The property tax reform is a complicated, two-step formula that would offer moderate relief this year and greater relief next year. Homesteaded owners win most, but commercial interests also benefit. Details will be discussed starting tomorrow, the first day of the Florida Legislature’s special session, with a vote possible before the scheduled end on June 22.

Step 1

The two steps operate independently and cut taxes in different ways. Step one can be accomplished immediately if approved by the Legislature and signed by Florida Governor Charlie Crist. Under this step, all cities and counties will be required to cut taxes in the upcoming 2007-2008 fiscal year to the 2006-2007 revenue levels. After determining that level, each local government will then be required to make an additional cut of 3 percent, 5 percent, 7 percent or 9 percent.

The specific amount each local government must cut depends on a formula. Rubio and Pruitt say they’ll calculate property taxes over five years and use a statewide average of increases as a baseline. They will then compare each local property tax increase to that baseline number. Local governments on the high side must institute an additional 7 to 9 percent decrease; those on the low side must cut by 3 to 5 percent. Special taxing districts and fiscally limited cities and counties will be required to cut taxes to the 2006-2007 revenue levels and make an additional cut of 3 percent.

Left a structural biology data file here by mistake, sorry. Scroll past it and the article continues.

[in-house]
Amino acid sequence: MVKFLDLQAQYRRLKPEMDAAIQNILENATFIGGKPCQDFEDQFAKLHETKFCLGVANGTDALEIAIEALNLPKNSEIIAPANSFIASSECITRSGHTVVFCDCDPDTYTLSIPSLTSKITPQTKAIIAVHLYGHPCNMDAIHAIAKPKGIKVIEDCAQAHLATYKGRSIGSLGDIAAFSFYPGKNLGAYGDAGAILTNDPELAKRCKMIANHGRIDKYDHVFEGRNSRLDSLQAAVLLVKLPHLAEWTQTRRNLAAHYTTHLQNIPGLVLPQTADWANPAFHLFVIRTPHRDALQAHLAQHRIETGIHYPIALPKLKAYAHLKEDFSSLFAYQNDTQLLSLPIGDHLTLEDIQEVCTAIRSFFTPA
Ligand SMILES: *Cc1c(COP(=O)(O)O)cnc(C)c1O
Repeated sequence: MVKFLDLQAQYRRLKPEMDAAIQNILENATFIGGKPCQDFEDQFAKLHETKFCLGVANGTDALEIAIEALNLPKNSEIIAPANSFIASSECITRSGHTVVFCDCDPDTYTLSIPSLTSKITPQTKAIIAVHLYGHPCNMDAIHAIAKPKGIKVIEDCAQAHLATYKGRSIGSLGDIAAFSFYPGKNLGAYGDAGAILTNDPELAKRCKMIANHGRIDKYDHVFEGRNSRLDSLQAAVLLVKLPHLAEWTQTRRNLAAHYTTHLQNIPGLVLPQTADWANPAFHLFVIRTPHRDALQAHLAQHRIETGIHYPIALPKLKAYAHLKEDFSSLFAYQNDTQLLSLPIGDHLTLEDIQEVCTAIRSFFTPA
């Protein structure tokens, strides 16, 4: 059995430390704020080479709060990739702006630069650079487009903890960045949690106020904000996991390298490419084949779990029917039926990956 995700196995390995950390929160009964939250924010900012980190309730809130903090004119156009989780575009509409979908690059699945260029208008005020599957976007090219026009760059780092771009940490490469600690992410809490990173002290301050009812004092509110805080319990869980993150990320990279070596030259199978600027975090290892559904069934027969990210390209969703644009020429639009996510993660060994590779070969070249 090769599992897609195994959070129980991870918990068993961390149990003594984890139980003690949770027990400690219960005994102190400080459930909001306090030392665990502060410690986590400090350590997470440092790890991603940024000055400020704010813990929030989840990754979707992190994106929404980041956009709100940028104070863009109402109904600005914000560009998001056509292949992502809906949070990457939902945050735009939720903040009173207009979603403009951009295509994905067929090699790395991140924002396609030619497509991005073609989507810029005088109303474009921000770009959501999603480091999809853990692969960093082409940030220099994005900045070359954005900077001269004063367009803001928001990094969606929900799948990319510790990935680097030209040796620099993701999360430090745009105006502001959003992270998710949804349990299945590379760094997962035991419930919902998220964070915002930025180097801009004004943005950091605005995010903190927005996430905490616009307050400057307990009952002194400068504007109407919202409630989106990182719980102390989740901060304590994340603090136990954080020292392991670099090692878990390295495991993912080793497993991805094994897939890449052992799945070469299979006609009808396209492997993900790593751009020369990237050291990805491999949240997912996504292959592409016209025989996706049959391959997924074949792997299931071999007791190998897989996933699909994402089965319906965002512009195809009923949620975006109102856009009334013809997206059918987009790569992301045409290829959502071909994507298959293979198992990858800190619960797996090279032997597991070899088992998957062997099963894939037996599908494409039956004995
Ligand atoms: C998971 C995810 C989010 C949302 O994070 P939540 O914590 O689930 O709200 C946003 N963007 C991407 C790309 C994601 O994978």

Finally, local governments may increase tax revenues over time but only by an amount based on local increases in personal income and new construction.

However, local governments would be able to override the proposed cut and caps, and the method – supermajority vote, referendum, etc. – for override approval would depend on the magnitude of the change.

Step 2